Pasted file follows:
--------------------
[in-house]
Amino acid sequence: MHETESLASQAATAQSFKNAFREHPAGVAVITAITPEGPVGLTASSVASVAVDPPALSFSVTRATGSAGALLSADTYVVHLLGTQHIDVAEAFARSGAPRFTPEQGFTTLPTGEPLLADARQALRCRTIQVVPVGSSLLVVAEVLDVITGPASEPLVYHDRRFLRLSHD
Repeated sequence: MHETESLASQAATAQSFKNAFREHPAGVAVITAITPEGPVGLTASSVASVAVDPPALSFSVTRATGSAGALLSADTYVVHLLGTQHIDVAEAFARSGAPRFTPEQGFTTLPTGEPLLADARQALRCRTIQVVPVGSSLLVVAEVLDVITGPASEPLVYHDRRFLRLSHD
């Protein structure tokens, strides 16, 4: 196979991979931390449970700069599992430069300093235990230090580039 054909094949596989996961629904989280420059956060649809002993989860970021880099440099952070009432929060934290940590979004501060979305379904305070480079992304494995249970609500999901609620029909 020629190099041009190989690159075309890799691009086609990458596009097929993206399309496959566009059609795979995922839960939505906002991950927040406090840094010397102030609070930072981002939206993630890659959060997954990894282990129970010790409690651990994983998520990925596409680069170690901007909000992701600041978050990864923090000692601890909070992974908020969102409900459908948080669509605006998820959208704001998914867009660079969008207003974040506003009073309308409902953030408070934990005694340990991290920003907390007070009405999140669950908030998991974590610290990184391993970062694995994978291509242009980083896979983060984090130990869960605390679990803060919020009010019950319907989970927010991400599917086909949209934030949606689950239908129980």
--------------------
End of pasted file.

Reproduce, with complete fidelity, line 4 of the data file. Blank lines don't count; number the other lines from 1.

């Protein structure tokens, strides 16, 4: 196979991979931390449970700069599992430069300093235990230090580039 054909094949596989996961629904989280420059956060649809002993989860970021880099440099952070009432929060934290940590979004501060979305379904305070480079992304494995249970609500999901609620029909 020629190099041009190989690159075309890799691009086609990458596009097929993206399309496959566009059609795979995922839960939505906002991950927040406090840094010397102030609070930072981002939206993630890659959060997954990894282990129970010790409690651990994983998520990925596409680069170690901007909000992701600041978050990864923090000692601890909070992974908020969102409900459908948080669509605006998820959208704001998914867009660079969008207003974040506003009073309308409902953030408070934990005694340990991290920003907390007070009405999140669950908030998991974590610290990184391993970062694995994978291509242009980083896979983060984090130990869960605390679990803060919020009010019950319907989970927010991400599917086909949209934030949606689950239908129980």